There are so many events capable of severing power on an annual basis that it’s hard to believe people are shocked when a power failure occurs. From natural causes such as snow and ice storms to manmade causes such as accidents and an aging power grid, loss of power is something that everyone needs to plan for. Yet, each time a power failure of even modest proportions occurs, the media captures images of people frantically looking for a place to charge their cell phones, and even pirating power from public buildings in order to keep their phones alive.
The modern cell phone is much more than just a voice communication device; it’s a communications powerhouse that keeps us in touch with friends, family and current events. In fact, the average cell phone has more ways of communicating than just about any other communications device on the planet. Consider that a cell phone can communicate via:
- Text messages (SMS and MMS)
- Instant messaging
- Internet postings on social media sites
- Point to point voice over ip calls via software such as Skype
- The ability to receive radio transmissions via the internet
Cell phones really are disaster communication wunderkinds, and you definitely want them up and running the next time a disaster strikes. Even if there is no cell signal available, most modern smart phones can piggyback off local wifi and still be of some use. Even if no wifi is available, a cell phone still has enough onboard storage capability to store hundreds of vital survival manuals, maps, data and other potentially life-saving information, right at your fingertips. Having extolled the virtue of the modern cell phone, and describing just how useful it is, it’s a wonder that more people don’t have multiple methods of keeping it charged.
Modern cell phone batteries have come a long way since the old brick phones of the late 80s, which had batteries with run times measured in minutes. Today, cell phones can usually go a couple of days without needing a charge, assuming the phone isn’t used very much – but therein lies the rub. During a disaster, you’ll be using the phone more than usual – if not in an attempt to make communications with someone, then likely to get information on the disaster itself. And while modern lithium ion battery construction has resulted in smaller batteries that last longer, modern cell phone construction has resulted in cell phones with larger, more powerful screens and faster processors, which drain battery life faster. Bottom line: You need a series of bulletproof methods of charging your phone. Here’s what you need.
1. Wall Charger: Every cell phone comes with a wall charger, yet few people pack the charger with them. Realize that during a disaster and even a power failure, there is often sufficiently available power to charge your phone – yet most people don’t have the charger on their person! It’s a great idea to carry your wall charger in your go bag or even in your car. Even during a power failure, lots of industrial and commercial buildings have things like backup power generators, power packs or uninterruptible power supplies for their computers. Also, many people have car inverters, which you could access – if you have your charger.
2. 12 Volt Car Charger: Did you purchase the car charger for your brand of phone? Today’s phones are even easier to charge via your car than before, when each manufacturer made their own proprietary vehicle charging cables. Most phones today can charge via USB, and there are a plethora of 12 volt cigarette style USB chargers, most of which are available for under $15. Cars are everywhere, and an idling car can charge a cell phone practically forever. If you don’t have a car charger for your cell phone, you’re missing out on an easy and free way to charge your phone.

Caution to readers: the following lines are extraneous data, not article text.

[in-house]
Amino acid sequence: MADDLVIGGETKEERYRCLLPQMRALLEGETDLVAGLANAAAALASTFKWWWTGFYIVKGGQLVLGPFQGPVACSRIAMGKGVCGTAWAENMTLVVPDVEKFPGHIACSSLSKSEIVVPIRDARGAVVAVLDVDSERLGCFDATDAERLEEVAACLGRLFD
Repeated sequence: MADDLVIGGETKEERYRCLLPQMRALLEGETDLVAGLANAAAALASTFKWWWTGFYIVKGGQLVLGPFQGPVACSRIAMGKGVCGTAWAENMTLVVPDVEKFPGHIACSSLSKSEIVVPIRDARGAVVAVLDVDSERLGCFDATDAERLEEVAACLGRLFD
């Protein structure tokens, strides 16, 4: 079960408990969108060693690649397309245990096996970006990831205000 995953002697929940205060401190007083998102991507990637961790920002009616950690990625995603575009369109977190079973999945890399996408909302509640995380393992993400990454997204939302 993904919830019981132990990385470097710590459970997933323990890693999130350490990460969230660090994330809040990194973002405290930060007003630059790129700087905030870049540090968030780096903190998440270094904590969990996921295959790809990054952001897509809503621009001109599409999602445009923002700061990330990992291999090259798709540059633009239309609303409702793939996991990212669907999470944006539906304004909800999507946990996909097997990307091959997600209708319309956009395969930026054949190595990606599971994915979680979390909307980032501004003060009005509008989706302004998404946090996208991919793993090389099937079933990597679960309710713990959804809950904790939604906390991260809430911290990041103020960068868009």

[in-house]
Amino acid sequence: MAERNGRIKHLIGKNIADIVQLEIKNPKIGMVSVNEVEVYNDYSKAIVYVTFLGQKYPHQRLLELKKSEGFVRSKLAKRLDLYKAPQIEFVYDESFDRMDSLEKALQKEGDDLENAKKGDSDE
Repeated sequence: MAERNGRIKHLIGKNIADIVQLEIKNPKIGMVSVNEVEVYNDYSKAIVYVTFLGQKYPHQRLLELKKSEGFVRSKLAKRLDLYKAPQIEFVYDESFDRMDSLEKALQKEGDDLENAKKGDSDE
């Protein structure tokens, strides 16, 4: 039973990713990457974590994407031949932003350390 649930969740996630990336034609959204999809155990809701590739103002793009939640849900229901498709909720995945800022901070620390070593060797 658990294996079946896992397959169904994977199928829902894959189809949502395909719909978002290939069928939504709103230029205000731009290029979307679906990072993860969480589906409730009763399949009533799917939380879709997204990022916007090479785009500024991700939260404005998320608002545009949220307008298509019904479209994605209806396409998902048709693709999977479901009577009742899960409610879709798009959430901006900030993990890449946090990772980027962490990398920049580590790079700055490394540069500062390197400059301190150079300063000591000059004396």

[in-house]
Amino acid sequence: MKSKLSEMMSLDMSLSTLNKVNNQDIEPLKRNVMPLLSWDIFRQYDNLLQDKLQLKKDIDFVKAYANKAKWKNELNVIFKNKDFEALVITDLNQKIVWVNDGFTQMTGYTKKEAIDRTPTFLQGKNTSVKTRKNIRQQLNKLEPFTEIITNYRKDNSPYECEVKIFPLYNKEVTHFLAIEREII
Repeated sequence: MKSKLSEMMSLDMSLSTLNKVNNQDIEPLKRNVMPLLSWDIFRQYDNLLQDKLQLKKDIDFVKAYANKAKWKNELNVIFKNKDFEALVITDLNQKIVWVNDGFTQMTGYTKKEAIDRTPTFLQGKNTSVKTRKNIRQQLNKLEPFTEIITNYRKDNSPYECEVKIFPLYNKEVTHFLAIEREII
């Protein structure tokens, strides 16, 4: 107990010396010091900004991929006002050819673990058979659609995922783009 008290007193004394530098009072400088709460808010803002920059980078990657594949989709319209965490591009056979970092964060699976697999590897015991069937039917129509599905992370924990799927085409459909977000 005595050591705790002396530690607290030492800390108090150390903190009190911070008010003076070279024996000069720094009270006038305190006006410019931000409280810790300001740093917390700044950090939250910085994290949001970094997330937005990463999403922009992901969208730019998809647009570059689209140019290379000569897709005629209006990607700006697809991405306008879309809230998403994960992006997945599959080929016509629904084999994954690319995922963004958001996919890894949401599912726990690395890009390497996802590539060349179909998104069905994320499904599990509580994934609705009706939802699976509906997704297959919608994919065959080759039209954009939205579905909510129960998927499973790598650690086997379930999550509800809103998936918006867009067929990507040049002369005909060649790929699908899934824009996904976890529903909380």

3. Solar Charger and Backup Battery: Advances in technology and decreases in the cost of materials have conspired to make small solar panels so inexpensive as to be called cheap. Today, a modestly sized solar charger for a cell phone – one that is just slightly bigger than the phone itself, is available for under $30. Many of these solar chargers also include an onboard battery, meaning you can leave the charger out in the sun with no cell phone attached, and the sun will charge up the internal battery. Then, even if a power failure hits at night, you can still use the stored energy within the charger’s battery to juice up your cell phone. A solar charger should really be a mandatory accessory for anyone who frequently travels or has a long commute. Additionally, there are compact backup battery power units that can charge cell phones, laptops and even jump start cars – all for around $100.
4. Solar Powered Generator: Solar panels are ubiquitous among American homes, and for good reason – solar power is clean, silent, renewable, and prices on solar products have fallen to the point where the average person can easily afford a solar system of some kind. A solar powered generator can meet your small needs such as charging cell phones but also can provide power to appliances during an electrical outage.
Keeping your cell charged up is really not rocket science, and it’s hard to believe that in today’s day and age of technology, people are still having their phones go dead after just a few hours of power loss. A modern cell phone needs very little wattage to charge (around 4 watts per hour), and there really isn’t a valid excuse for letting your phone go dead during a disaster. A few dollars spent on some crucial accessories will ensure that you have indefinite power for your phone when you need it most.